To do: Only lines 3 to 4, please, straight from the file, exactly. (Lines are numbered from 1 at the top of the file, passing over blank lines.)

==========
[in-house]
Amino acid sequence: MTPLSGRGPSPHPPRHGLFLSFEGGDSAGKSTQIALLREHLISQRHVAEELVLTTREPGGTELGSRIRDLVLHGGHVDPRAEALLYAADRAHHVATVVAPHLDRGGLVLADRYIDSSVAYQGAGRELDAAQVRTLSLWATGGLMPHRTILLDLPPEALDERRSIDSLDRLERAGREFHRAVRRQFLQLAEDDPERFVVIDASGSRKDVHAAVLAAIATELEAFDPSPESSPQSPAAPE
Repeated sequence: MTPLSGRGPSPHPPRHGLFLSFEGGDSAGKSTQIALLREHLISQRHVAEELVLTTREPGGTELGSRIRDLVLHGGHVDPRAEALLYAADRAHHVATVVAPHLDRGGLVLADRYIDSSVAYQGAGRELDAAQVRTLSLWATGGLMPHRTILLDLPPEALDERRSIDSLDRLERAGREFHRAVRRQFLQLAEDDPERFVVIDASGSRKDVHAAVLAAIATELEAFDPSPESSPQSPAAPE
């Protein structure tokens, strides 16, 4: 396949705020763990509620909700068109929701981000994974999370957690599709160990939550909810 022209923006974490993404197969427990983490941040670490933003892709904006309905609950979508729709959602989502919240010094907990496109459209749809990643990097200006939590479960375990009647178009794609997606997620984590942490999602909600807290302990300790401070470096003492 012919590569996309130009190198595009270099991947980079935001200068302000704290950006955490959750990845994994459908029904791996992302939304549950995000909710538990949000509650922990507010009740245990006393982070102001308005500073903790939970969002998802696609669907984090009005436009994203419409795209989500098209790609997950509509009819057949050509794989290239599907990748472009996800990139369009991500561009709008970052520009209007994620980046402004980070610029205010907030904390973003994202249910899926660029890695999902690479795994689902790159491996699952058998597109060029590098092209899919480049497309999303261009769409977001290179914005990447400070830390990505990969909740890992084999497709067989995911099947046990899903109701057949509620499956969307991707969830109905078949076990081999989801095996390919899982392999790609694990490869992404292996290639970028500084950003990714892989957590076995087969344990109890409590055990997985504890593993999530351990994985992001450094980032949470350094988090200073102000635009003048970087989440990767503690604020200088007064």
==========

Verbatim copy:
Repeated sequence: MTPLSGRGPSPHPPRHGLFLSFEGGDSAGKSTQIALLREHLISQRHVAEELVLTTREPGGTELGSRIRDLVLHGGHVDPRAEALLYAADRAHHVATVVAPHLDRGGLVLADRYIDSSVAYQGAGRELDAAQVRTLSLWATGGLMPHRTILLDLPPEALDERRSIDSLDRLERAGREFHRAVRRQFLQLAEDDPERFVVIDASGSRKDVHAAVLAAIATELEAFDPSPESSPQSPAAPE
């Protein structure tokens, strides 16, 4: 396949705020763990509620909700068109929701981000994974999370957690599709160990939550909810 022209923006974490993404197969427990983490941040670490933003892709904006309905609950979508729709959602989502919240010094907990496109459209749809990643990097200006939590479960375990009647178009794609997606997620984590942490999602909600807290302990300790401070470096003492 012919590569996309130009190198595009270099991947980079935001200068302000704290950006955490959750990845994994459908029904791996992302939304549950995000909710538990949000509650922990507010009740245990006393982070102001308005500073903790939970969002998802696609669907984090009005436009994203419409795209989500098209790609997950509509009819057949050509794989290239599907990748472009996800990139369009991500561009709008970052520009209007994620980046402004980070610029205010907030904390973003994202249910899926660029890695999902690479795994689902790159491996699952058998597109060029590098092209899919480049497309999303261009769409977001290179914005990447400070830390990505990969909740890992084999497709067989995911099947046990899903109701057949509620499956969307991707969830109905078949076990081999989801095996390919899982392999790609694990490869992404292996290639970028500084950003990714892989957590076995087969344990109890409590055990997985504890593993999530351990994985992001450094980032949470350094988090200073102000635009003048970087989440990767503690604020200088007064």